Charlotte Perrelli

Hero [Sweden]

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AllMusic Review by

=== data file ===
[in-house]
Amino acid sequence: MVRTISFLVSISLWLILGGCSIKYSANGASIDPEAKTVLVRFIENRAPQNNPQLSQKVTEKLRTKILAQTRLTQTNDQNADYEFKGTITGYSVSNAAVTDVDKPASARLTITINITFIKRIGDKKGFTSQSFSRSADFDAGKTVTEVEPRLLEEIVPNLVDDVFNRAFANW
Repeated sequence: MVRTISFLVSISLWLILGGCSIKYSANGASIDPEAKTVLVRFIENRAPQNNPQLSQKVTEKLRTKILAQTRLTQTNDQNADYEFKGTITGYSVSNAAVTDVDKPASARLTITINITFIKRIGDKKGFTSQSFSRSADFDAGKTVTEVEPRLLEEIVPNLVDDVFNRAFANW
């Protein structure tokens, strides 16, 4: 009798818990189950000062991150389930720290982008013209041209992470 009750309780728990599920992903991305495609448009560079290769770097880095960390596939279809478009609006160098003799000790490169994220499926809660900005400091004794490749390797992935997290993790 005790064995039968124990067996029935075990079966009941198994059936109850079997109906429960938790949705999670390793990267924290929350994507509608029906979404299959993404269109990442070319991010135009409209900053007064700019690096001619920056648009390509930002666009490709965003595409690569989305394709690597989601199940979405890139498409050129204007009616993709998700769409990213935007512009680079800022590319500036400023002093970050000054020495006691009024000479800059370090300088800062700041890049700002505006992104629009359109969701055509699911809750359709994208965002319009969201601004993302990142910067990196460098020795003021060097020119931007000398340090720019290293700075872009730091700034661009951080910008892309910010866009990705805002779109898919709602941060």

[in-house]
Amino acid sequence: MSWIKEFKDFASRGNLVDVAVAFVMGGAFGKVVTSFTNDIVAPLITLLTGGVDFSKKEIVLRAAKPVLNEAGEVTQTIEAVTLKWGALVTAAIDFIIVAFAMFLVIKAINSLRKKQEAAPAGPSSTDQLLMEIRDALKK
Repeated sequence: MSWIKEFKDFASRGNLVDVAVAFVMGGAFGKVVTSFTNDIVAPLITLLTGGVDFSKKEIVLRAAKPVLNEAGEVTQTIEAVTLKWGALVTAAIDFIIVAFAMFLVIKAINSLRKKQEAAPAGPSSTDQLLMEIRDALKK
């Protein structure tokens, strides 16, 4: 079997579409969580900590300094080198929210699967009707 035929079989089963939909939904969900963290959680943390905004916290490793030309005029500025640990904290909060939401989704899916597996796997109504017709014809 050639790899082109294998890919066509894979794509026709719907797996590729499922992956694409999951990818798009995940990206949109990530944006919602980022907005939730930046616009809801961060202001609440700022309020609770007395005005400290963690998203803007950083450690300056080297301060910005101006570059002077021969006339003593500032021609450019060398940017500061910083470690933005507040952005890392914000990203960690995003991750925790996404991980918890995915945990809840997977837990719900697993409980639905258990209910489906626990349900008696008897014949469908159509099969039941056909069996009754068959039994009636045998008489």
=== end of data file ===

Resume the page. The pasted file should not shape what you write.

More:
In a lineup that read like a who's who of the Sweden's musical A-list; Carola Häggkvist, BWO, Sanna Nielsen, Christer Sjögren, etc, it was perhaps the reemergence of Charlotte Perrelli which caused the biggest stir at the 2008 Melodifestivalen. Perrelli achieved a unique feat in 1999 when she won the contest and went on to win the Eurovision on her first try at both. Even the legendary ABBA failed to win Melodifestivalen on their debut entry in 1973 with "Ring Ring." For years she resisted entering again, arguing that she had already achieved as much as was possible in the contest. It's a fair point, and although her career never quite reached the heights that ABBA and Carola reached, she still had a great deal to prove by coming back. Thankfully, her concerns proved unfounded as her entry "Hero," penned by Swedish pop maestro Fredrik Kempe, romped to victory with a huge margin over the competition from the Swedish juries. It's not difficult to see why. Hero is a magnificent pop record, with one of the most powerful choruses of the year and an unusual but highly effective key change which was choreographed brilliantly in performance. It stands up outside the context of the Eurovision song contest and could easily become an international hit in its own right. Indeed gay dancefloors worldwide quickly took the song to heart. The aptly titled Hero: The Album is therefore Charlotte's second big chance at grabbing a serious worldwide following, and this time she's got the material to back it up. What first strikes about the record is how diverse it is. With Hero and the similarly styled follow-up single "Bullet," the album puts a 2008 spin on the classic Swedish schlager style, but elsewhere we see hints of Kelly Clarkson-esque pop/rock ("Addicted," "A Lot Like Love"), life-affirming power balladry ("Appreciate," "Show Me a Mountain"), and even a not-entirely embarrassing stab at reggae-lite ("Holy Man"). Fortunately, the hooks are consistently strong and Perrelli's vocals are as strong as ever, lending necessary OTT drama to "Bullet" and genuine sincerity to the wonderful "Addicted." The Hilary Duff-esque "Remedy" is the only bland moment, the lyrics are a little immature for the 34-year-old singer, and the melody is more irritating than infectious. However this is the strongest pop set yet from Perrelli, and an album that any international recording artist could be proud of.

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